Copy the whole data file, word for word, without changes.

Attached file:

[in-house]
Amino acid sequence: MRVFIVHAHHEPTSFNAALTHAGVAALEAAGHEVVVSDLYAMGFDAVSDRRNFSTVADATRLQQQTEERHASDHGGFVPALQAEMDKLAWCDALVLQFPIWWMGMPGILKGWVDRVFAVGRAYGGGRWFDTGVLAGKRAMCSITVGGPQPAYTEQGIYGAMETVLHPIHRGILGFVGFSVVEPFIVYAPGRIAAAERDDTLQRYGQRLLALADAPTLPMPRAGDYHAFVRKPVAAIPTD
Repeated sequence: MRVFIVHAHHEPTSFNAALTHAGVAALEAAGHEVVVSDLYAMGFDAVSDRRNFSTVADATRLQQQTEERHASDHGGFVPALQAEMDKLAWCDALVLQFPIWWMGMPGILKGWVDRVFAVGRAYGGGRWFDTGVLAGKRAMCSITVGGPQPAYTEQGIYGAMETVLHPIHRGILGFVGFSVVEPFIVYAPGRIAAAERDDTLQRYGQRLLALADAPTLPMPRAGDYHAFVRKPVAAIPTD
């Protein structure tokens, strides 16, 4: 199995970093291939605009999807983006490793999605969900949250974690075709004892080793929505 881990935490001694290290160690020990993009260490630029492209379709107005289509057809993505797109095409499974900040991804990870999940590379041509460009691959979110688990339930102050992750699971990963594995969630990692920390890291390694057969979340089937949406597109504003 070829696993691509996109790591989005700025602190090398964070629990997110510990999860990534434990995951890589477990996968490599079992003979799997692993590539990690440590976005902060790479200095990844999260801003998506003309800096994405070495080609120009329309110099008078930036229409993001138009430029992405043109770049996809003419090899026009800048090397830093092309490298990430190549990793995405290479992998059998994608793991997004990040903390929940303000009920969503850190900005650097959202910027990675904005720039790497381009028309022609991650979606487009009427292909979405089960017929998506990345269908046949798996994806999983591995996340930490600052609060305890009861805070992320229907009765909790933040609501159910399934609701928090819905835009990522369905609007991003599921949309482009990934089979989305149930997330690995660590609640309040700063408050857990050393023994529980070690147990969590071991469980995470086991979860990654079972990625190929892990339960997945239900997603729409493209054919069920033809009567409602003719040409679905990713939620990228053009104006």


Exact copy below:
[in-house]
Amino acid sequence: MRVFIVHAHHEPTSFNAALTHAGVAALEAAGHEVVVSDLYAMGFDAVSDRRNFSTVADATRLQQQTEERHASDHGGFVPALQAEMDKLAWCDALVLQFPIWWMGMPGILKGWVDRVFAVGRAYGGGRWFDTGVLAGKRAMCSITVGGPQPAYTEQGIYGAMETVLHPIHRGILGFVGFSVVEPFIVYAPGRIAAAERDDTLQRYGQRLLALADAPTLPMPRAGDYHAFVRKPVAAIPTD
Repeated sequence: MRVFIVHAHHEPTSFNAALTHAGVAALEAAGHEVVVSDLYAMGFDAVSDRRNFSTVADATRLQQQTEERHASDHGGFVPALQAEMDKLAWCDALVLQFPIWWMGMPGILKGWVDRVFAVGRAYGGGRWFDTGVLAGKRAMCSITVGGPQPAYTEQGIYGAMETVLHPIHRGILGFVGFSVVEPFIVYAPGRIAAAERDDTLQRYGQRLLALADAPTLPMPRAGDYHAFVRKPVAAIPTD
């Protein structure tokens, strides 16, 4: 199995970093291939605009999807983006490793999605969900949250974690075709004892080793929505 881990935490001694290290160690020990993009260490630029492209379709107005289509057809993505797109095409499974900040991804990870999940590379041509460009691959979110688990339930102050992750699971990963594995969630990692920390890291390694057969979340089937949406597109504003 070829696993691509996109790591989005700025602190090398964070629990997110510990999860990534434990995951890589477990996968490599079992003979799997692993590539990690440590976005902060790479200095990844999260801003998506003309800096994405070495080609120009329309110099008078930036229409993001138009430029992405043109770049996809003419090899026009800048090397830093092309490298990430190549990793995405290479992998059998994608793991997004990040903390929940303000009920969503850190900005650097959202910027990675904005720039790497381009028309022609991650979606487009009427292909979405089960017929998506990345269908046949798996994806999983591995996340930490600052609060305890009861805070992320229907009765909790933040609501159910399934609701928090819905835009990522369905609007991003599921949309482009990934089979989305149930997330690995660590609640309040700063408050857990050393023994529980070690147990969590071991469980995470086991979860990654079972990625190929892990339960997945239900997603729409493209054919069920033809009567409602003719040409679905990713939620990228053009104006």